Tag Archives: Jasper Tudor

Looking on lovers

Throughout history the rich, especially royalty have used the medium of stained glass to promote their image. The relationship between monarch and stained glass is explored in depth in The King’s Glass: A Story of Tudor Power and Secret Art (2007) by Carola Hicks if you are interested in such things. It’s a genuinely interesting read about the secret messages woven into public stained glass to spread particular images of the monarch, propaganda almost. I, of course, am interested in the queens who rarely feature as much as their husbands in the public image. So I have collated this gallery of lovers for your viewing pleasure… Continue reading

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The History of The White Queen: Margaret Beaufort

She dresses in red because she's 'The Red Queen'. Historical Fiction at it's most subtle.

She dresses in red because she’s the ‘Red Queen’. Historical Fiction at it’s most subtle.

Continuing the series on the history of The White Queen, this week is the turn of Margaret Beaufort. The excellent Amanda Hale’s portrayal shows her as utterly dedicated to her son, though it would seem to border on the obsessive, the same of which can be said of her faith and piety. This image of Margaret is quite plausible, though the vision of her piety is quite modern.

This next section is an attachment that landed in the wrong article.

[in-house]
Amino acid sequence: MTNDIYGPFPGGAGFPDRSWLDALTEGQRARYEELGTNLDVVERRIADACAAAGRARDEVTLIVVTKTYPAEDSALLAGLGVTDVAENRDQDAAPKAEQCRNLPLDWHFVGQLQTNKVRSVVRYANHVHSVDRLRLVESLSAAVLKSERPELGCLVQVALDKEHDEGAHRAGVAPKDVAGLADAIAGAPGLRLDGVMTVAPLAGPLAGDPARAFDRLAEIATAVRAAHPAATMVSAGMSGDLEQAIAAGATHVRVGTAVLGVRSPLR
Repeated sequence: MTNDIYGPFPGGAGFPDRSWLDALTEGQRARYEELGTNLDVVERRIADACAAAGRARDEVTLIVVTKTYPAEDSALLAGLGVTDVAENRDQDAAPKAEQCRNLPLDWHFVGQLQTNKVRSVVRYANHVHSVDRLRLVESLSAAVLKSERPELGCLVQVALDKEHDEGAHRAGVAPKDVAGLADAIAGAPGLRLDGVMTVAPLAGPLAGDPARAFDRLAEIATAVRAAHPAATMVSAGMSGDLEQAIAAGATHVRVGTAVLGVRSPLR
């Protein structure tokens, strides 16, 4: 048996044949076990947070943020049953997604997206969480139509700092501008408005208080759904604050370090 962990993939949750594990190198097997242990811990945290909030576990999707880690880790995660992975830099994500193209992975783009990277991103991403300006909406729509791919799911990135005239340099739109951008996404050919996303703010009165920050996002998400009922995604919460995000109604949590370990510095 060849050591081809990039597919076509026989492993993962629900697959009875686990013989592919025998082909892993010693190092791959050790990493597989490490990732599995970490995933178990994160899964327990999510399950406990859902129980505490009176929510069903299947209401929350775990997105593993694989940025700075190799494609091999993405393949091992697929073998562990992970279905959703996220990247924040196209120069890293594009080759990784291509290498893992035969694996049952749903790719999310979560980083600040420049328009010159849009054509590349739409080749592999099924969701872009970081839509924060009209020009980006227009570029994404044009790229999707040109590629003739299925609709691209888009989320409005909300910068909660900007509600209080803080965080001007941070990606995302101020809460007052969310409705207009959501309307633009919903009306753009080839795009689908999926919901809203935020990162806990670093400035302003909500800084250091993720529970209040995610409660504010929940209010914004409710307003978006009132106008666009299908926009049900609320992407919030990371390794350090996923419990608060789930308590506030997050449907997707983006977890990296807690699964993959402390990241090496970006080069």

In brief; Margaret was born in 1443, the only child of John Beaufort, Duke of Somerset. Her father was a great grandson of Edward III and died a year after her birth. In 1452 King Henry VI gave wardship of Margaret to his half brothers Edmund and Jasper Tudor, and she married Edmund three years later, upon reaching the marriageable age of twelve. Within a year of marriage to Edmund, he had died of the plague and Margaret would give birth to his son Henry two months later.
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